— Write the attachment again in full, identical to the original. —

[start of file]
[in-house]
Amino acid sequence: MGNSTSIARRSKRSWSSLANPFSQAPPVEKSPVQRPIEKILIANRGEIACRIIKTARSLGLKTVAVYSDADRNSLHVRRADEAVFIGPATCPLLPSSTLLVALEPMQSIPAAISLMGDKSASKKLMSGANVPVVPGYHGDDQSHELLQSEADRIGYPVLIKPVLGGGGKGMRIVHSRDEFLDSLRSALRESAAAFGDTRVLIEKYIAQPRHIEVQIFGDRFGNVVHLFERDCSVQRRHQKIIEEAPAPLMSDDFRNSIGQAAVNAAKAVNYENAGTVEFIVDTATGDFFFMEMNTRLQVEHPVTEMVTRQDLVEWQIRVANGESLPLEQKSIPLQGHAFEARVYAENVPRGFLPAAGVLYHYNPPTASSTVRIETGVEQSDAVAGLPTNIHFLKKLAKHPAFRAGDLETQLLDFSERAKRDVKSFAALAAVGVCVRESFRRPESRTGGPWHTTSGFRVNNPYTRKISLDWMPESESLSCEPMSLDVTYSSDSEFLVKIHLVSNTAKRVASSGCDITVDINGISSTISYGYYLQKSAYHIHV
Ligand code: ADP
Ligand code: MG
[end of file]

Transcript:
[in-house]
Amino acid sequence: MGNSTSIARRSKRSWSSLANPFSQAPPVEKSPVQRPIEKILIANRGEIACRIIKTARSLGLKTVAVYSDADRNSLHVRRADEAVFIGPATCPLLPSSTLLVALEPMQSIPAAISLMGDKSASKKLMSGANVPVVPGYHGDDQSHELLQSEADRIGYPVLIKPVLGGGGKGMRIVHSRDEFLDSLRSALRESAAAFGDTRVLIEKYIAQPRHIEVQIFGDRFGNVVHLFERDCSVQRRHQKIIEEAPAPLMSDDFRNSIGQAAVNAAKAVNYENAGTVEFIVDTATGDFFFMEMNTRLQVEHPVTEMVTRQDLVEWQIRVANGESLPLEQKSIPLQGHAFEARVYAENVPRGFLPAAGVLYHYNPPTASSTVRIETGVEQSDAVAGLPTNIHFLKKLAKHPAFRAGDLETQLLDFSERAKRDVKSFAALAAVGVCVRESFRRPESRTGGPWHTTSGFRVNNPYTRKISLDWMPESESLSCEPMSLDVTYSSDSEFLVKIHLVSNTAKRVASSGCDITVDINGISSTISYGYYLQKSAYHIHV
Ligand code: ADP
Ligand code: MG